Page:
My post earlier this year on “Bad Data is Worse than No Data” did not address what is likely a larger problem when it comes to auctioning data sets. Under cover of ‘best intentions’, misreported data is misinformation.
An example: I ride the train from the Connecticut suburbs to Manhattan most weekdays. Sometimes I do not buy a monthly ticket and buy a multi-trip or single ticket. The conductor asks to see everyone’s ticket. Recently when displaying a non-monthly ticket, a few conductors ask to scan the QR code. But not all of them do it and then and some do it only occasionally. When you ride the train a lot you do recognize the conductors on various trains.
Why does the MTA scan tickets? Data collection of course! At least I think. Actually I really have no idea. Some people display printed tickets that they hand to the conductor, others have the app. The result is the data is terribly incomplete, disparate and seemingly of little value. Even if the MTA were to report that their data collection only represents 20% of the riding public, surely they cannot make decisions based on these random data?
Often when I depart the train in Grand Central Station there are two MTA workers standing back to back with counters clicking away at (as accurately as they can) all the departing passengers. I am fairly certain that the MTA is not overlaying the counter data with the few scanned tickets data from the mobile app. If every ticket from every rider was scanned or recorded with NFC (Near Field communication) and entered into a database, then there’d be some juicy data to review – Actionable data! That’s decidedly not the case today.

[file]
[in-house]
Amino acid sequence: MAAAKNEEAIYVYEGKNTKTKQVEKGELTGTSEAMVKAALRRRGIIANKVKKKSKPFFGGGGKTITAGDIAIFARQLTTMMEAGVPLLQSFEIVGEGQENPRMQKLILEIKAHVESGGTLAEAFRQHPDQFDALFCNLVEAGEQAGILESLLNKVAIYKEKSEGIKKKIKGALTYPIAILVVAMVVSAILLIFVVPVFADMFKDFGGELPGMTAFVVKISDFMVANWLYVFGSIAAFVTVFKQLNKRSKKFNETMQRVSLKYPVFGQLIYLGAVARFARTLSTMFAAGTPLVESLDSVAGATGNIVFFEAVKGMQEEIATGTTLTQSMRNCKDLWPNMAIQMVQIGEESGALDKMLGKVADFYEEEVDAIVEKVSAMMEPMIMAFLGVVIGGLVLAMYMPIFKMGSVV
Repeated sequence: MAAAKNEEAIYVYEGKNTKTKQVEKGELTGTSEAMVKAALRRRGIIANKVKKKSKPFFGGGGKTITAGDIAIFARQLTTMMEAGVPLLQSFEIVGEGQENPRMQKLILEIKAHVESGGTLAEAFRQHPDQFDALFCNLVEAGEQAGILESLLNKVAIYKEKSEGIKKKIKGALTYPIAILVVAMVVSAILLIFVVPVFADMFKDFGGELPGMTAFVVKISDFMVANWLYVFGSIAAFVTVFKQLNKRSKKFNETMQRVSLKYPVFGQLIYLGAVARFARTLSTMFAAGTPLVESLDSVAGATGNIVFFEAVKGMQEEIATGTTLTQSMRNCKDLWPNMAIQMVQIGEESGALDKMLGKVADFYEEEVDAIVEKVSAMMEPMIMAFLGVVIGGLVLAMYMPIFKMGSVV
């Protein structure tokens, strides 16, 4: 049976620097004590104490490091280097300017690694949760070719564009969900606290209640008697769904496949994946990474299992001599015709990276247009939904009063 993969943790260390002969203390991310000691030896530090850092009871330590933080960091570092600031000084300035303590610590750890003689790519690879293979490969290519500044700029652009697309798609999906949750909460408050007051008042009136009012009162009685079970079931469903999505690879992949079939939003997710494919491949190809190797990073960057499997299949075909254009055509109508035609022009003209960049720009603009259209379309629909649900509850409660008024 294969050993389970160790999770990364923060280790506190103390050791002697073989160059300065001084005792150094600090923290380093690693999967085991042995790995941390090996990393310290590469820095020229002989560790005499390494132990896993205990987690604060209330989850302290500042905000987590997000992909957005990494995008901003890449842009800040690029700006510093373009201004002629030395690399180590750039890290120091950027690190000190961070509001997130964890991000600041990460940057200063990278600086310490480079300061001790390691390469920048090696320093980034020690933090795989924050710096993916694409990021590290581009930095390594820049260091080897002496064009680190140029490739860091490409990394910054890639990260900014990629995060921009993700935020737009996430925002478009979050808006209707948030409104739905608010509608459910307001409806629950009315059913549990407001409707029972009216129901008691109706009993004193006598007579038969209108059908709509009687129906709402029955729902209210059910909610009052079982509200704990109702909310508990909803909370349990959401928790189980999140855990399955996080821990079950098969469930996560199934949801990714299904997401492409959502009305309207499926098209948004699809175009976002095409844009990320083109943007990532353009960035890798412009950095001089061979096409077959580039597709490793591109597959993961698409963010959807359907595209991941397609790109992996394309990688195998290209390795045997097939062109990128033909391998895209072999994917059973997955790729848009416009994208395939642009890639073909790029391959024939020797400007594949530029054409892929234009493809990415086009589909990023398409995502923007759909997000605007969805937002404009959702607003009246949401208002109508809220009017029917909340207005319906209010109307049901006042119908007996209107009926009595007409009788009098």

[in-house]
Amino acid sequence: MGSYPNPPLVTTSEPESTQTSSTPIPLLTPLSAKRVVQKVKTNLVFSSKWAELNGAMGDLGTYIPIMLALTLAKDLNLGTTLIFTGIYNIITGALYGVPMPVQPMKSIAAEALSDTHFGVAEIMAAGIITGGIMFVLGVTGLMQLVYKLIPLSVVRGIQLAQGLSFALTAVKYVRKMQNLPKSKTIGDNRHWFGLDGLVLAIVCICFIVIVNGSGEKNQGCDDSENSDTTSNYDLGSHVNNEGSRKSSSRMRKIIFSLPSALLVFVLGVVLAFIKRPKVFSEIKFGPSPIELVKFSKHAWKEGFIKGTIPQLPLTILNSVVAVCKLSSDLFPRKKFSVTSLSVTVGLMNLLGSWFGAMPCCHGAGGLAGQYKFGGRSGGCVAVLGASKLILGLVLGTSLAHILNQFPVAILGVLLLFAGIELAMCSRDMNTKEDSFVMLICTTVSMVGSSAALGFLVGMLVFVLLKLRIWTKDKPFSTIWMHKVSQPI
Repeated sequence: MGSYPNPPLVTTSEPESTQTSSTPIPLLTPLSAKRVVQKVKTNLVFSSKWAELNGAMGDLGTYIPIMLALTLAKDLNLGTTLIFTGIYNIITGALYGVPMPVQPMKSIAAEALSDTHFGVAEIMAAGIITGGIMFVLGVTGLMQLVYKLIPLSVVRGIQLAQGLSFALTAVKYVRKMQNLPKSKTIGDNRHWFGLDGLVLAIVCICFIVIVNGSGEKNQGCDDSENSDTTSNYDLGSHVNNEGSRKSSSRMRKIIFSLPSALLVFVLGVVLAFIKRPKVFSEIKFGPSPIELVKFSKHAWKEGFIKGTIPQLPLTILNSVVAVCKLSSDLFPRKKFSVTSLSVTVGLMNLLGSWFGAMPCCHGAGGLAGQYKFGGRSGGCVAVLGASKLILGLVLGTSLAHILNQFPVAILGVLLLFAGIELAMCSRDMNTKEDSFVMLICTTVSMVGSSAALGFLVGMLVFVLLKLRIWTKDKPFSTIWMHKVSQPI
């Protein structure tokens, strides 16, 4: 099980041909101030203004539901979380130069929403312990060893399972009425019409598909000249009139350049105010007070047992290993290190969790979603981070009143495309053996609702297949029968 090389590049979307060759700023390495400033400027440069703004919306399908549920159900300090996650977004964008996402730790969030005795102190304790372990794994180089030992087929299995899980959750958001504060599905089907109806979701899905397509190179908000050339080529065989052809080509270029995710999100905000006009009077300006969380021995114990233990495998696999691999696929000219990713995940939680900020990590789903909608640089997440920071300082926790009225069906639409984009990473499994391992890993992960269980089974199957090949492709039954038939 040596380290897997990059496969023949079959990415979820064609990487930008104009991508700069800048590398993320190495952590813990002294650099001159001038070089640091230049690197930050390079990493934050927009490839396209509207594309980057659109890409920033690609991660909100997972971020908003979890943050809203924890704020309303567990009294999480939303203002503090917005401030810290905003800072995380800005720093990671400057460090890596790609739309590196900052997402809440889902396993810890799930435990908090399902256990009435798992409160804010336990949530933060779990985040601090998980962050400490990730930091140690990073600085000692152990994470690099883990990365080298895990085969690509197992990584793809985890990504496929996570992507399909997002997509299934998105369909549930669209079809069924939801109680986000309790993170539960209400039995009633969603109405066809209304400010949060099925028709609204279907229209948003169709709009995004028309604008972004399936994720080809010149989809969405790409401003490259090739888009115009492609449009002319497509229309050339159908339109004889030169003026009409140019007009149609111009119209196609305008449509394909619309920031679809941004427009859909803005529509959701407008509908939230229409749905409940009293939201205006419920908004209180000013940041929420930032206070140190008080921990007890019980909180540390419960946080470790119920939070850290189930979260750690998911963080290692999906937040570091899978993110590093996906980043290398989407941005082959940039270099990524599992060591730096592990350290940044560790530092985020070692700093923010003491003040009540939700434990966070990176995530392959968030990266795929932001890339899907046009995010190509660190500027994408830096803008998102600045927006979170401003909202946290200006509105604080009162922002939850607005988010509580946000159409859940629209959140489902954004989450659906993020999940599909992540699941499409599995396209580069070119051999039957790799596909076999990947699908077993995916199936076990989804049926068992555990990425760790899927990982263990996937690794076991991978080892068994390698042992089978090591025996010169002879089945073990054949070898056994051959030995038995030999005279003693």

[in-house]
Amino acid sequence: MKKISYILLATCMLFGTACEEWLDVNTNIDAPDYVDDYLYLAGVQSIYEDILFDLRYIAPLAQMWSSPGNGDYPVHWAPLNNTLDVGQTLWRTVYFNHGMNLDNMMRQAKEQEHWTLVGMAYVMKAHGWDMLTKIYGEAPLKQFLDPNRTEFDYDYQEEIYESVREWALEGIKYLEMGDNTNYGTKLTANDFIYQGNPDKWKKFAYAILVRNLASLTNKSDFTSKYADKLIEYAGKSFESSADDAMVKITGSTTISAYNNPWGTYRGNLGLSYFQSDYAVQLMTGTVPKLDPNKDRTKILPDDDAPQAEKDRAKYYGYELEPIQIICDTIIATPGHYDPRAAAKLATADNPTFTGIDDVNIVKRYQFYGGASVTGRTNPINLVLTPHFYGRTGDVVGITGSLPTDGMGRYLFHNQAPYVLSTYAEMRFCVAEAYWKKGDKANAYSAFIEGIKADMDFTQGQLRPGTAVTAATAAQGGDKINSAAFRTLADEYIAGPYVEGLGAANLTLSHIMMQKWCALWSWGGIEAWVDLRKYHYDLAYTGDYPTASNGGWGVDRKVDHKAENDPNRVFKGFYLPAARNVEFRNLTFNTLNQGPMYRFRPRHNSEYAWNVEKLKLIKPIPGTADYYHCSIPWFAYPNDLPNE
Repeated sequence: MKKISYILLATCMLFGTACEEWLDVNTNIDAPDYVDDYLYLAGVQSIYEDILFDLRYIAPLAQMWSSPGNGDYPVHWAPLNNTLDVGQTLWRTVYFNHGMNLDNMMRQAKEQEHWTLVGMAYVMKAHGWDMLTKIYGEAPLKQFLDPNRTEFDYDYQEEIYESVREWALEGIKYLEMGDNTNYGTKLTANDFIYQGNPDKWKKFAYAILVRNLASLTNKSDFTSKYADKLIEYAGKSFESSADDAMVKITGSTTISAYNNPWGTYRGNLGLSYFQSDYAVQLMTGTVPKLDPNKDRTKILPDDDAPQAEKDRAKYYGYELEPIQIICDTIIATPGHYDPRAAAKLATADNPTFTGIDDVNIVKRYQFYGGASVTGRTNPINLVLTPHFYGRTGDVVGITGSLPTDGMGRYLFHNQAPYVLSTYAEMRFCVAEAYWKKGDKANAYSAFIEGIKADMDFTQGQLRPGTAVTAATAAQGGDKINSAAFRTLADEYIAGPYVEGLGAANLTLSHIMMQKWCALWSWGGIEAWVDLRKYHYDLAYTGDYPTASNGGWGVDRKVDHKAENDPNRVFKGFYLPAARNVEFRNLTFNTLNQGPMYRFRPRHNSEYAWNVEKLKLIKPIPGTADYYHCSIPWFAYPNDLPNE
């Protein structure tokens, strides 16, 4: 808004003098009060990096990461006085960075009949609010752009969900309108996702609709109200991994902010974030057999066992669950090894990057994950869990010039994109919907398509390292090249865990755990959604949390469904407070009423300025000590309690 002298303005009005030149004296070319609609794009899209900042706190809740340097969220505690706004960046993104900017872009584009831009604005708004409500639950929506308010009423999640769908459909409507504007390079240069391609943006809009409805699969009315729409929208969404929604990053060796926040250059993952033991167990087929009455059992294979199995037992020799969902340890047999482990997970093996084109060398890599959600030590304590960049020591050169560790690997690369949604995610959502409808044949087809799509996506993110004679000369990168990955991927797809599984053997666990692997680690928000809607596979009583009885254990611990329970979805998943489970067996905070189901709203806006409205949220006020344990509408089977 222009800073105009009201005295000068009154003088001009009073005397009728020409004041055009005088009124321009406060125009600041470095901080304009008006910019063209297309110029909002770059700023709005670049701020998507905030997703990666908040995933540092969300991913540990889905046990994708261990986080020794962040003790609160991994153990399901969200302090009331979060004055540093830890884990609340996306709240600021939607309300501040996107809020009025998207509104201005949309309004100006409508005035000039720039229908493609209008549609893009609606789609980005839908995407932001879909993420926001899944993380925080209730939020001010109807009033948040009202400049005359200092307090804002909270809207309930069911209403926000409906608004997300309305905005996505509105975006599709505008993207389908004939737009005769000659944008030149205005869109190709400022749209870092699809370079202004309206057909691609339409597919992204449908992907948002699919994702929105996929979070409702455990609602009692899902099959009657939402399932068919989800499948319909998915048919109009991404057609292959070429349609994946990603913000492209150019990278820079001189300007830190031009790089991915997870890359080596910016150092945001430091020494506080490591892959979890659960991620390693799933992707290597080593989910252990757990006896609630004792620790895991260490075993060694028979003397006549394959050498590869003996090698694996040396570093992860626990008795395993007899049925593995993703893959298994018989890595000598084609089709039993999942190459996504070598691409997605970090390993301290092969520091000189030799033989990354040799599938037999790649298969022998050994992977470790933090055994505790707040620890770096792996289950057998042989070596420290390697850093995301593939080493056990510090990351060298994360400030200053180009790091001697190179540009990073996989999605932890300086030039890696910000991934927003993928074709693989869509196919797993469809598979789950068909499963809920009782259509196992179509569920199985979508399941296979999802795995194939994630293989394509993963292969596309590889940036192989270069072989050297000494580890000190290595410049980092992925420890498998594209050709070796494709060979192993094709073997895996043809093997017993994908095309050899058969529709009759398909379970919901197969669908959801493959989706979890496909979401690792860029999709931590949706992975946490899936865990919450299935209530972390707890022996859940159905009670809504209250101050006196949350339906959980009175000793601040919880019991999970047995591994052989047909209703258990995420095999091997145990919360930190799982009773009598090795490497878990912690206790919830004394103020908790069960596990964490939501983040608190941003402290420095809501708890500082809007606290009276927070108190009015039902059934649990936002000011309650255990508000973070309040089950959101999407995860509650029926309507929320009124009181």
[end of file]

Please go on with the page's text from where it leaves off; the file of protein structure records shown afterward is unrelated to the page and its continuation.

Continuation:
Because commuter train travel has been around for a very long time in the U.S. and most systems are antiquated whether it’s equipment or the tracks themselves. In order for a data collection system to be reliable (more or less) on the MTA a massive change would need to take place. When I’ve traveled on trains in Asia one cannot board the train in many large stations without a ticket. It’s hard for me to believe sometimes that conductors still wander up and down the aisles checking ticket and punching holes in tickets. I find most of the conductors to be pleasant and informed enough to offer concise answers to any travel questions about times and arrivals and changes. If they did not have to punch tickets what else could they do? How many conductors are actually needed on a 10-car commuter train? There are two on most trains now.
The data pulled from scans, and clicks, and transactions are varied and undoubtedly difficult to combine to get a better read. Is it actionable? I doubt its reliability and for that reason I think not. But that probably won’t stop the MTA from acting on what they do have. It’s better than nothing right? Not.
Is this any way to run a railroad?